Hello Every one,
I am new to this forum and would like some advice on how to calculate the if the sale price of the multi unit is worth the money. Recently I found a good 11 unit building with significant rent increase potential. The seller is selling it for $3.5mm. My question is how do I evaluate if this sale price is the right?
Welcome to BP. I am also a newbie into MF arena.
You need to provide a lot more information.
What is the NOI? (rent - expenses ) ignoring mortgage costs.
expenses captured are accurate?
taxes are adjusted to new buyer and not prop13 rates for 20+y ownership.
suggested rents are competitive with rents in the market ?
what is the cap rate for equivalent MF ? price = NOI/cap
what is the potential to improve rents? at what cost of rehab or other?
You have to take proforma data from agent and adjust it to your expenses and rents to see if it makes sense for you.
hope this helps.
@Rita Roy Welcome to BP.
Is this going to be your first property?
What are current rents?
You mention an upside in rent but how much % are you talking about. Did you do the research on the current rents yourself or going by Pro forma?
Are you going to self manage or hire property management?
Make sure you account for vacancies.
Are there any major capex items like roof/windows that need to fixed? Make sure you get estimates on these and expect overages. We own a 4 pelx and we expected around 80K for fixing issues we found that what needed to be done but now as we are doing the work we realized we underestimated this by 50K.
@Abhay K. is right about property tax and finding out if there is rent control.
BP has a rental Property calculator under the Analyze tab. You can use it run your numbers. Just make sure you use real numbers not Proforma given by seller.
Go to IREM.org search for ARM certified property managers. Call 5 ask them what they see expenses running per category per unit. What do they see them selling for per unit, what is the market occupancy rate. What are the market rents? Ask them if they know anything coming up for sale. Great way to pick up some good info and possibly a deal.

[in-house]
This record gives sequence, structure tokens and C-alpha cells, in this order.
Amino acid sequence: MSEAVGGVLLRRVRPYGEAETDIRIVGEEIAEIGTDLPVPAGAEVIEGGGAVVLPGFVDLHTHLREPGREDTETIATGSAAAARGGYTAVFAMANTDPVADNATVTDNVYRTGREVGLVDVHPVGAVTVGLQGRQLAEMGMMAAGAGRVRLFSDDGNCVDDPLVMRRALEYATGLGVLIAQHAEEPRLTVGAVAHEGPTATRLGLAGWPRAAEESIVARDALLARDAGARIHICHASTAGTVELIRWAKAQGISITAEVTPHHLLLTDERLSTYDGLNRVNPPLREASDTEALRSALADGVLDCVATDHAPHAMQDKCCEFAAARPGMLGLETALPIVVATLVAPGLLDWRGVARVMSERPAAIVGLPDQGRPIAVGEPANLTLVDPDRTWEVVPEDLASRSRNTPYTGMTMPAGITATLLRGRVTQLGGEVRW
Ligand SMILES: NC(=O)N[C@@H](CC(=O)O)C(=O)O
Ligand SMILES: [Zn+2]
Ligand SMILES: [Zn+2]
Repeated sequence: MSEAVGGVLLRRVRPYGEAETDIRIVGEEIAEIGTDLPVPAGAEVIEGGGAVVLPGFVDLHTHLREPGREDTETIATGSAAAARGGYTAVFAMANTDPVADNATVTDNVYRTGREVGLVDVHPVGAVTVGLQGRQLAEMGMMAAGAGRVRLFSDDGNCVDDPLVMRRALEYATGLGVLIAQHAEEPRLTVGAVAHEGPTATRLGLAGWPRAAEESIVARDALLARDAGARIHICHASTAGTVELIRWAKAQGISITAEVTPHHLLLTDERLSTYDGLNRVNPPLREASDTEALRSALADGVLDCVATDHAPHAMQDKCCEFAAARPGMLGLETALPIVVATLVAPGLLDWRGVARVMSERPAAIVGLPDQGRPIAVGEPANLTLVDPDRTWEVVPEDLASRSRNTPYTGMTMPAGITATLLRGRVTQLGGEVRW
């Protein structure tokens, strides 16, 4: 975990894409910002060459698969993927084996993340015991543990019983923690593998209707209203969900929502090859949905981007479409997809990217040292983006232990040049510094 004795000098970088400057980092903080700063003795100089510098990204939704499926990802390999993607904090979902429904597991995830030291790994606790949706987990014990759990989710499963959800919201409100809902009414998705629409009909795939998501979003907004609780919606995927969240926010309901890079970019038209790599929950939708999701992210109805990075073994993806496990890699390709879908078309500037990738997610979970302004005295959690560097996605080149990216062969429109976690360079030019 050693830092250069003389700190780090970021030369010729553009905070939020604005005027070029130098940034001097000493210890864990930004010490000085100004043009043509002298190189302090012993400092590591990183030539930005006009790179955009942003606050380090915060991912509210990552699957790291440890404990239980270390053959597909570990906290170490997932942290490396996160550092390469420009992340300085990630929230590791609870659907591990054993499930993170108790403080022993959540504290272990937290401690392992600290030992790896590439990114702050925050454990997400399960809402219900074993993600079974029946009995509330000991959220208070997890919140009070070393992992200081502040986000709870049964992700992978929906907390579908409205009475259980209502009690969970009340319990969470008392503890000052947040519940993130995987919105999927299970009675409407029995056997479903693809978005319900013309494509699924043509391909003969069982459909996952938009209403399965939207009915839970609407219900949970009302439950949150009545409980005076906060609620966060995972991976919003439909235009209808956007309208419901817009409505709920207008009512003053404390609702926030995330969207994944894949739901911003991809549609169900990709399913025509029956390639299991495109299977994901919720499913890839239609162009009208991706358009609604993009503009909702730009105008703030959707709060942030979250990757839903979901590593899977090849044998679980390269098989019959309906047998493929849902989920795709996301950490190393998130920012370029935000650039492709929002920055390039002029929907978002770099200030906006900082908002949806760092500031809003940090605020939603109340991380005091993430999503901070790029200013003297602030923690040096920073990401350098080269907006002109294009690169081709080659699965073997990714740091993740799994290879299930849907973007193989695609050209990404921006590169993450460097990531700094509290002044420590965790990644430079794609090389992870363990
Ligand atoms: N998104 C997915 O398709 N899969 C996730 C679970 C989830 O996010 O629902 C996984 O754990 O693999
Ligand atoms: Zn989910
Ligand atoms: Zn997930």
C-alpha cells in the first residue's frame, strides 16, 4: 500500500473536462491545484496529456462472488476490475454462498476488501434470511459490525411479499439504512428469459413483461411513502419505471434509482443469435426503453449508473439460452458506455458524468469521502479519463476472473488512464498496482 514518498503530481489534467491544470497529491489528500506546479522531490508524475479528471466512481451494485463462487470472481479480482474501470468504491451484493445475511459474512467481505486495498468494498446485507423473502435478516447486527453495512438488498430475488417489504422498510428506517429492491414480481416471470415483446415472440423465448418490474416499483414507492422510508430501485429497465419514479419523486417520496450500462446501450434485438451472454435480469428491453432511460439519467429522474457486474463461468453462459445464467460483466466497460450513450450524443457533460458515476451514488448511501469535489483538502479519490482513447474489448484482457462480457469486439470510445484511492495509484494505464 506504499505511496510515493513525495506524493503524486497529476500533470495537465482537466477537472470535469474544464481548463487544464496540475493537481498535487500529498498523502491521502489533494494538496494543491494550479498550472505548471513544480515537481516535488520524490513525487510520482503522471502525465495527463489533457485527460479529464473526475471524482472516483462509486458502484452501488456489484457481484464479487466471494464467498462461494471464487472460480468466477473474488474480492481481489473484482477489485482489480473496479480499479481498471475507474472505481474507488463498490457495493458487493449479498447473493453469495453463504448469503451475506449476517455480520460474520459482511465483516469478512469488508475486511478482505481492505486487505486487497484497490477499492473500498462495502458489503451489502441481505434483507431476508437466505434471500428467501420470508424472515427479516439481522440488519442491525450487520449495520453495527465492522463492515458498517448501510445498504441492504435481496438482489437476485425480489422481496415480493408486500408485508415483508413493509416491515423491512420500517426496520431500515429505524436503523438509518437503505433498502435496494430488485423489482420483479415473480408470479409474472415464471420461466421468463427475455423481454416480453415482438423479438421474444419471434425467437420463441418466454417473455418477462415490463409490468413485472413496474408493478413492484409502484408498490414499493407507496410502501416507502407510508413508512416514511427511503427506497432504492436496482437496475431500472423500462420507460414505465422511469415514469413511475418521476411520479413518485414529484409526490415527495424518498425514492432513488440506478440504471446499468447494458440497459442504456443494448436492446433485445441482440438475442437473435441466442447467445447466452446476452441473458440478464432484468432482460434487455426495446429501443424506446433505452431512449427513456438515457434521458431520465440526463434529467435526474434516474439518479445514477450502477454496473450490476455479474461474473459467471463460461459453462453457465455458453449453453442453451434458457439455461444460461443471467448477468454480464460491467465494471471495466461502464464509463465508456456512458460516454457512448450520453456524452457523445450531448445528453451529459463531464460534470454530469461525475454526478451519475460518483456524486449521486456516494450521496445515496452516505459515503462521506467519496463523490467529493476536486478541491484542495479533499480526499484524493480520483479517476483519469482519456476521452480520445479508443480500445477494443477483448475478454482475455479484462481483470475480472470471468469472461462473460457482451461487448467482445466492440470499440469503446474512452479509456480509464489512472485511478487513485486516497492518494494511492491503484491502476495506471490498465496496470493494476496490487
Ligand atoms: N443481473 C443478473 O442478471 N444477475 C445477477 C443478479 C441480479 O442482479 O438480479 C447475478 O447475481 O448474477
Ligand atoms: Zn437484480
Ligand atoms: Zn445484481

You can also search NARPM.org for the RMP (Residential Management Professional) and MPM (Master Property Manager) certified.
The costs i have are all actual based on research I have done. I plan to spend a good chunk of my money on the remodel of the kitchens and bathrooms which will make the higher rents more realistic.
there is no rent control in the area as far as i know. This is going to be my 1st multi family property.
Is there a formula on how to calculate the right selling price for the property?
To answer your question, you need to find out what the market cap rates are in the area for similar multifamily properties. @Abhay K. basically answered your question with the questions he proposed you need to find answers to and with - price = NOI/cap rate
You need to find what market cap rates are, take the NOI from the property and divide by the cap and you'll know if the $3.5MM is too much or if it's right ballpark where it should be. I'm assuming this is in SF or close to in the Bay Area.
I would also recommend you do a proforma with the cost of improvements, what's being done, how that will affect rents (increase by how much over time), and what that will do to the equity in the property and how much it will raise value. That's probably more so for the financing end if you're not doing this all cash, but it's also good to do to see what you're upside actually is and also if the $3.5MM is warranted at this time.
Don't know if you need help or possibly financing, but please don't hesitate if you have questions. You've gotten some solid feedback from everyone.
Jared Rine, UWL | 2094810514
@Rita Roy Well to tell if the 3.5 M is the correct price for property you need to know similar properties with similar NOI sold for recently. If you are new to the market working with a realtor who knows the area may be good. Also even if the property meets the market CAP it may not be good investment if it does not meet the criteria you have. Some people want to make X amount of return. So do you know what you are looking for?
Be conservative when estimating the rent increases you can get. It may take a couple of years to get to market rate so plan for it. The water cost is climbing in California so check if water is being paid by renters or you owners. If Owners than plan for the increase in your water bill. Also when you remodel keep water usage in mind.
By any chance is the property in Santa Clara. I recently saw a property listing in Santa Clara that is 11 units with the price you mentioned.
I highly recommend getting with a commercial broker in that specific area that KNOWS the specifics of that area - sales comparables, issues, etc.
I recommend taking a look at what type of debt service the property will support. Deduct your down payment and closing costs - which will give you the amount you need to finance. Then determine what interest rate your lender will offer. Then you can determine your payments. In California - 1.5% of the property value is a good rule of thumb for property tax. Bigger Pockets has a good rental property calculator. Figure some money for monthly maintenance and for pest control ($50) per unit. I also purchase a home warranty which is about $40 per unit - for minor repairs. Account for the vacancy rate as well.
I basically take the net operating income after expenses and divide by the interest rate to obtain value. I prefer a cushion with a positive cash flow - which impacts how much I am willing to pay for a property. Good luck on your purchase.
Ian G., Greensides, LLC | [email protected] | (408) 660‑8050
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